Engineers at MIT have developed an aquatic robot that will make it extremely difficult for smugglers to hide contraband in the hulls of ships. Looking something like a bowling ball, the aquatic robot is "printed out" on a 3D printer and can be made for around $600.
Sampriti Bhattacharyya, a graduate student in mechanical engineering who designed the robot with her advisor, spoke about the cost effectiveness of her robot to Auto World News.
"It's very expensive for port security to use traditional robots for every small boat coming into the port. If this is cheap enough - if I can get this out for $600, say - why not just have 20 of them doing collaborative inspection? And if it breaks, it's not a big deal. It's very easy to make."
According to Engadget, Bhattacharyya and her advisor, Harry Asada, recently presented the new aquatic robot at the 2014 IEEE/International Conference on Intelligent Robots and Systems. The designers say they are focused right now on making a second prototype with wireless charging capabilities, longer battery life, and the ability to perform ultrascans on ships without having to touch their barnacle-encrusted hulls.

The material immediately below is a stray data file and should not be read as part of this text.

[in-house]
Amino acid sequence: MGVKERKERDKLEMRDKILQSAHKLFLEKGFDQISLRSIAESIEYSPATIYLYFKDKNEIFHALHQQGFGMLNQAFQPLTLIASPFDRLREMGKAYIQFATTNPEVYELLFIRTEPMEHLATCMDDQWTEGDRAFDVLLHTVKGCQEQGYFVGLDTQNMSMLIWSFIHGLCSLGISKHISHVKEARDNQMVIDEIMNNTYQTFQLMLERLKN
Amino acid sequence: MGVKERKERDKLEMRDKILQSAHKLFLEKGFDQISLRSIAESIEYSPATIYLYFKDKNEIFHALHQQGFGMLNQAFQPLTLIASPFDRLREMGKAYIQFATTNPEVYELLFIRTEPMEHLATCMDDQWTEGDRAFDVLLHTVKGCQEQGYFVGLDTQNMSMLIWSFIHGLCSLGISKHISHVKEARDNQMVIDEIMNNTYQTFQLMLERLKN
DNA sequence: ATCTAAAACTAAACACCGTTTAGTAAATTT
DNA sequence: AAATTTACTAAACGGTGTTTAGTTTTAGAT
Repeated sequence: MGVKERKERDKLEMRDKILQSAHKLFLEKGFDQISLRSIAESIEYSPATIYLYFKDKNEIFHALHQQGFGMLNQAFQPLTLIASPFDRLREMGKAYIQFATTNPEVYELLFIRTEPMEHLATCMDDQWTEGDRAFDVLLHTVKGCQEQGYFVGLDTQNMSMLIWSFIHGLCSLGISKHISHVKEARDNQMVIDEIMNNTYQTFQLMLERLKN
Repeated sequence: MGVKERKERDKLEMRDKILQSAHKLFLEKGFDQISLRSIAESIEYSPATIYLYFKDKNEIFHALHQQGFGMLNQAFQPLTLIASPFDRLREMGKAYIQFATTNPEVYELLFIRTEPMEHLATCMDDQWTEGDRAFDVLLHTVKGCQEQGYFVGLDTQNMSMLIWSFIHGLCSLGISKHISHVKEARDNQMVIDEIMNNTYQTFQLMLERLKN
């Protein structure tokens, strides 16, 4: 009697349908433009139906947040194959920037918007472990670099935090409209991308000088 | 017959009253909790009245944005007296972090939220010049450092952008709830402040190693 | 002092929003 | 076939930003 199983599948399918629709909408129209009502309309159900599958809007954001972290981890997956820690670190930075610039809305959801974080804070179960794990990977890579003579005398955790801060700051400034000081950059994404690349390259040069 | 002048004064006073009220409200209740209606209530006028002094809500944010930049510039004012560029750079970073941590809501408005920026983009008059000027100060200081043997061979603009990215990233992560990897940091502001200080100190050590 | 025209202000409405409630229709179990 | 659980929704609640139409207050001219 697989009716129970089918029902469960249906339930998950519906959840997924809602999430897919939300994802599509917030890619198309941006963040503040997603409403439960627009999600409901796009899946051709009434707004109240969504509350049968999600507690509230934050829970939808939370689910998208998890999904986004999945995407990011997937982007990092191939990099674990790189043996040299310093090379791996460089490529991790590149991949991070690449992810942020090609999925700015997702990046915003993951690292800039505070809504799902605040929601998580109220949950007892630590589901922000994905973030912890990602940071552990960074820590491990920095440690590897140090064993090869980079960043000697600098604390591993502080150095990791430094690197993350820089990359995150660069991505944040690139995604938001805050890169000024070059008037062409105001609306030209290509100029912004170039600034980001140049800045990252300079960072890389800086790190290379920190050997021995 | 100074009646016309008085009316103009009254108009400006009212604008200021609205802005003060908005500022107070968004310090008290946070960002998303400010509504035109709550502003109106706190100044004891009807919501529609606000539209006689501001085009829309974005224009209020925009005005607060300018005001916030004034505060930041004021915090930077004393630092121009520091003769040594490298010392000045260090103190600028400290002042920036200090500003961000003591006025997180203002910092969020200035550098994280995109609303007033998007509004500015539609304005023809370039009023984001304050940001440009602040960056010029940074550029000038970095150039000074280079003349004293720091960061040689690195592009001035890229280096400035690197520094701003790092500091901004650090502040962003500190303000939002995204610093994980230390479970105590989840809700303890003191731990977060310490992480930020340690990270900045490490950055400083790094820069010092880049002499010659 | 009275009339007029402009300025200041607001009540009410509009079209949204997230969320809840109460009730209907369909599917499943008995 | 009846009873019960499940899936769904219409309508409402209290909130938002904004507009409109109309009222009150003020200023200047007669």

Though Bhattacharyya originally designed the aquatic robot to look for cracks in nuclear reactors' water tanks, the application of inspecting ships for the false hulls that smugglers often use to hide contrabands became obvious. The oval-shaped submersible robot is a little smaller than a football, with a flattened panel on one side that it can slide along an underwater surface to perform ultrasound scans. Because of its small size and unique propulsion mechanism -- which leaves no visible wake -- the robots could be concealed in clumps of algae. Fleets of them could swarm over ships at port without alerting smugglers.
Half of the robot -- the half with the flattened panel -- is waterproof and houses the electronics. The other half is permeable and houses the propulsion system, which consists of six pumps that expel water through rubber tubes.
Bhattacharyya said in an MIT report that the elliptical -- and rather unstable -- shape of the robot was intentional.
"It's very similar to fighter jets, which are made unstable so that you can maneuver them easily. If I turn on the two jets [at one end], it won't go straight. It will just turn."
Bhattacharyya and Asada are currently exploring mechanical systems that would create hydrodynamic buffers of just the right depth to enable the robot to perform ultrasound scans without surface contact.
Their research on the aquatic robot at MIT was made possible by a grant from the National Science Foundation.
[Image via MIT News]